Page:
RISC-V Summit, which takes place virtually on December 8-10, will bring hundreds of developers together to network with thought leaders, technology companies and researchers spearheading the adoption of open standard collaboration.
Zephyr RTOS will be featured in a few of the presentations next week including a keynote panel with Zephyr Project members Antmicro and Google. Check out the sessions below and add them to your schedule.
On Tuesday, December 8 at 10-10:30 am: Building an Open Edge Machine Learning Ecosystem with RISC-V, Zephyr, TensorFlow Lite Micro and Renode. Led by Michael Gielda (Antmicro), Tim Ansell (Google), Kate Stewart (Zephyr Project) and Brian Faith (QuickLogic).
By moving closer to the edge, machine learning is profoundly changing the IoT landscape, where RISC-V is already seeing immense success. To be able to fully capitalize on the opportunities that arise from this trend, as well as tackle the related challenges, various communities must come together to create an open ecosystem of modern tools, frameworks and platforms that together will constitute a seamless environment for developers to build advanced ML applications on RISC-V.
The keynote panel will feature a discussion of how the strengths of RISC-V, Zephyr RTOS, TensorFlow Lite and Renode can be combined to provide collaborative, software-driven, traceable ML development for the very edge. The participants will discuss how the vendor-neutral approach of RISC-V resonates with the foundational principles of the Zephyr RTOS and the Renode simulation framework, and how TensorFlow Lite Micro can leverage the open ISA and its tools to innovate in the ML domain also on the hardware level, e.g. using FPGAs or custom extensions. The discussion will also touch upon modern testing methodologies and HW-SW co-development enabled by Renode – already employed by Zephyr, Google’s TF Lite Team and QuickLogic – enabling efficient, deterministically testable ML development on RISC-V.
On Wednesday, December 9 at 1:30 – 1:50 pm, Gajinder Panesar, Fellow at Mentor, A Siemens Business, and Peter Claydon, President of Picocom, will present “RISC-V in 5G New Radio Small Cell Base Stations.”
Modern cellular communications use the Orthogonal frequency-division multiple access (OFDMA) air interface. In such a system, data is transmitted in symbols which are grouped in slots. In 5G these slots can range from 0.25 and 0.125 ms. The scheduling of the traffic carried in these slots is done by the MAC layer. It schedules traffic to the network (uplink) as well from the network to the User (downlink).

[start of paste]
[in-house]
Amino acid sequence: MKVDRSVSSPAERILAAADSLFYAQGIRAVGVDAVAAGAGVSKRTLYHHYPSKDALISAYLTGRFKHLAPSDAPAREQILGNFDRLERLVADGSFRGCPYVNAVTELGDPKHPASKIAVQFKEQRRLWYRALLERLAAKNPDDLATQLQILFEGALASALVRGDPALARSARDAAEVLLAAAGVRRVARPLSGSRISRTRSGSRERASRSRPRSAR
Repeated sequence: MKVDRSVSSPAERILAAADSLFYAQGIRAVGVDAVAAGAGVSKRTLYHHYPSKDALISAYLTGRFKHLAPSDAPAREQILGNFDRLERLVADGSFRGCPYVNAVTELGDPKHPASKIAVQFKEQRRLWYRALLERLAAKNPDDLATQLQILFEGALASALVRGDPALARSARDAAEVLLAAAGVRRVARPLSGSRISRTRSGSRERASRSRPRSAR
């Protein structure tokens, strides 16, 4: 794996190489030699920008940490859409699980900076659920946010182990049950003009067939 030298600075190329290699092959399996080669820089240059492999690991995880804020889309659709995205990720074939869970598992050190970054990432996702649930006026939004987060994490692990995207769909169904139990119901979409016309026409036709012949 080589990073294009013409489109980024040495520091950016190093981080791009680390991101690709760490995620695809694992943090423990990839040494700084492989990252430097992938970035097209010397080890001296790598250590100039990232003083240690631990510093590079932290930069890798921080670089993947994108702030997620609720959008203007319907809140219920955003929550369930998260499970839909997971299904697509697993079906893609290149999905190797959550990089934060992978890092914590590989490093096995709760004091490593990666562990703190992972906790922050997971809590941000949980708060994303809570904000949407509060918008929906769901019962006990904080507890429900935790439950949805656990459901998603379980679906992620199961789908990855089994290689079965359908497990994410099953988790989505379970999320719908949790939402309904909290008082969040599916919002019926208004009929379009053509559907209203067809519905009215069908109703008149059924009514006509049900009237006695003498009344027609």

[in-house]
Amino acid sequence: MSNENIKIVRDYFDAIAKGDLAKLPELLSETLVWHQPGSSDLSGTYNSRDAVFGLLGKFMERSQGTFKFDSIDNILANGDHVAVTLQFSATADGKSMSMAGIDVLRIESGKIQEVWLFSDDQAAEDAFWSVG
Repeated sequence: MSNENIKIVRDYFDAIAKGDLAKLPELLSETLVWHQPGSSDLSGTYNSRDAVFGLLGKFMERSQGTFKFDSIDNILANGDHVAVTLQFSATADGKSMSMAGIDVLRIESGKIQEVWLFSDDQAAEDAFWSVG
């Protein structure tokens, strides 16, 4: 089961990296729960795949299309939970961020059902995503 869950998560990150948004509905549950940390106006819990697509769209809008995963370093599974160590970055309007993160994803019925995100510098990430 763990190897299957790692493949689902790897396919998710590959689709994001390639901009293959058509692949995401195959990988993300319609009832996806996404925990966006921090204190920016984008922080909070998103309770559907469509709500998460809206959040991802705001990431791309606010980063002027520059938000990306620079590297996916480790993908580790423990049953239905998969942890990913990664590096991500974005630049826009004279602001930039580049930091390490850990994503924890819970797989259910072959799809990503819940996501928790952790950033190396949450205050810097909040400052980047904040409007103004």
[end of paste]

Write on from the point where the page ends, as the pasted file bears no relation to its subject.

Efficient 5G base stations are being designed and deployed to handle not just many, many users supporting many 5G cells but even have support for several separate mobile operators. Each operator may require its own software.
The physical layer (PHY) must process the data (both control and user) passed to it by the MAC to fill in the slots and symbols for transmission and reception. If the PHY fails to meet the strict timing constraints whole slots of data will be lost requiring recovery mechanisms.
In this talk we present a heterogeneous SoC which implements a 5G NG small cell base station using clusters of RISCVs and dedicated DSPs. Each of the RISCVs will be running Zephyr OS.
The talk will also show how the strict timing constraints are continuously monitored non-intrusively and how embedded analytics provides useful insights into the behavior of the base station.
On Wednesday, December 9 at 2:50 – 3:00 pm – Piotr Zierhoffer, Engineering Manager at Antmicro, will give a Tech Talk titled “Building Your World Out of Blocks with Renode and LiteX.”
Embedded systems development usually starts with gathering requirements but the more complex the device is, the more difficult it is to accurately establish the needs. Once you do that, you find or make customer hardware that meets those requirements and then the software development phase begins. However, it is likely that at some point it will turn out that not all of your original design choices were optimal so you update your hardware and software and start another development cycle, which is costly and time consuming. But it doesn’t have to be.
This talk will present modern methods of system development based on modular open source solutions, such as Antmicro’s simulation framework Renode and the soft SoC generator LiteX. Such an approach solves some of the typical problems that designers encounter when creating embedded systems, as it allows them to develop hardware in an agile and incremental way, focusing on the needs of the product rather than being limited by initial hardware choices. We will also present how Renode, which has extensive RISC-V support, enables pre-hardware development of software, giving system architects the means to evaluate their design choices at a very early stage of the cycle, and to test the whole hardware/software setup in a Continuous Integration environment, which translates into a more efficient development process and a better final product.
Featuring a number of RISC-V cores besides other architectures, the open source SoC generator, LiteX and its ecosystem are well supported in Renode, while its Zephyr and Linux ports, both actively developed by Antmicro and used in their industrial systems, as well as the dynamic community make it easy to start developing in LiteX. The presentation will explain how these modular open source solutions make for a robust set of tools that can transform advanced systems development.
To see the full schedule for the RISC-V Summit, visit the main conference website.